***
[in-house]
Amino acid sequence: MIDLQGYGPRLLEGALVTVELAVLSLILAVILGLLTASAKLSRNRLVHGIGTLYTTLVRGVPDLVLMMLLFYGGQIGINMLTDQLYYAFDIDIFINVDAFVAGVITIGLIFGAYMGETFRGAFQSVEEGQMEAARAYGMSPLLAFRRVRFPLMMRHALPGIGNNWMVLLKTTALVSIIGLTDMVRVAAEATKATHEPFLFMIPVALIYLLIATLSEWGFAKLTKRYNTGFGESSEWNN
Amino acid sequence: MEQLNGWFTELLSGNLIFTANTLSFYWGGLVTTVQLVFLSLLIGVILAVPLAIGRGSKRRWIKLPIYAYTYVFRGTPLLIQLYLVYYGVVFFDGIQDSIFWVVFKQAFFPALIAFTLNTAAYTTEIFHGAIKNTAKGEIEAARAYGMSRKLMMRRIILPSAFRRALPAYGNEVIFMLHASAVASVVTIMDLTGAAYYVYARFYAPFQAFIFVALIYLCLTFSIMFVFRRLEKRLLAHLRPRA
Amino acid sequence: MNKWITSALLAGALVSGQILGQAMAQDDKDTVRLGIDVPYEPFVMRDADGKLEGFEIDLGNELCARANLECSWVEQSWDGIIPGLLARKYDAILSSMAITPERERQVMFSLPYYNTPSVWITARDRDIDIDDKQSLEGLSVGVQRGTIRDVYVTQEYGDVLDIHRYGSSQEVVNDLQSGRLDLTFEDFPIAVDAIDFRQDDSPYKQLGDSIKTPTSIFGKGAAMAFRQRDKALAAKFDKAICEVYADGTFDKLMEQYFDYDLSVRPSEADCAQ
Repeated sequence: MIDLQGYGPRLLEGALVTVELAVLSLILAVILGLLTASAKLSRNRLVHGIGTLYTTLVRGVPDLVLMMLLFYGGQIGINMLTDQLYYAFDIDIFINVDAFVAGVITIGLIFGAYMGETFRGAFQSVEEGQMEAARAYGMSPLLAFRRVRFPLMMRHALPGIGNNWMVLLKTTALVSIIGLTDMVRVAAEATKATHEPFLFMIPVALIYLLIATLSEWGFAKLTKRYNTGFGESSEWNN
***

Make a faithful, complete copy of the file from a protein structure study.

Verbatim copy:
[in-house]
Amino acid sequence: MIDLQGYGPRLLEGALVTVELAVLSLILAVILGLLTASAKLSRNRLVHGIGTLYTTLVRGVPDLVLMMLLFYGGQIGINMLTDQLYYAFDIDIFINVDAFVAGVITIGLIFGAYMGETFRGAFQSVEEGQMEAARAYGMSPLLAFRRVRFPLMMRHALPGIGNNWMVLLKTTALVSIIGLTDMVRVAAEATKATHEPFLFMIPVALIYLLIATLSEWGFAKLTKRYNTGFGESSEWNN
Amino acid sequence: MEQLNGWFTELLSGNLIFTANTLSFYWGGLVTTVQLVFLSLLIGVILAVPLAIGRGSKRRWIKLPIYAYTYVFRGTPLLIQLYLVYYGVVFFDGIQDSIFWVVFKQAFFPALIAFTLNTAAYTTEIFHGAIKNTAKGEIEAARAYGMSRKLMMRRIILPSAFRRALPAYGNEVIFMLHASAVASVVTIMDLTGAAYYVYARFYAPFQAFIFVALIYLCLTFSIMFVFRRLEKRLLAHLRPRA
Amino acid sequence: MNKWITSALLAGALVSGQILGQAMAQDDKDTVRLGIDVPYEPFVMRDADGKLEGFEIDLGNELCARANLECSWVEQSWDGIIPGLLARKYDAILSSMAITPERERQVMFSLPYYNTPSVWITARDRDIDIDDKQSLEGLSVGVQRGTIRDVYVTQEYGDVLDIHRYGSSQEVVNDLQSGRLDLTFEDFPIAVDAIDFRQDDSPYKQLGDSIKTPTSIFGKGAAMAFRQRDKALAAKFDKAICEVYADGTFDKLMEQYFDYDLSVRPSEADCAQ
Repeated sequence: MIDLQGYGPRLLEGALVTVELAVLSLILAVILGLLTASAKLSRNRLVHGIGTLYTTLVRGVPDLVLMMLLFYGGQIGINMLTDQLYYAFDIDIFINVDAFVAGVITIGLIFGAYMGETFRGAFQSVEEGQMEAARAYGMSPLLAFRRVRFPLMMRHALPGIGNNWMVLLKTTALVSIIGLTDMVRVAAEATKATHEPFLFMIPVALIYLLIATLSEWGFAKLTKRYNTGFGESSEWNN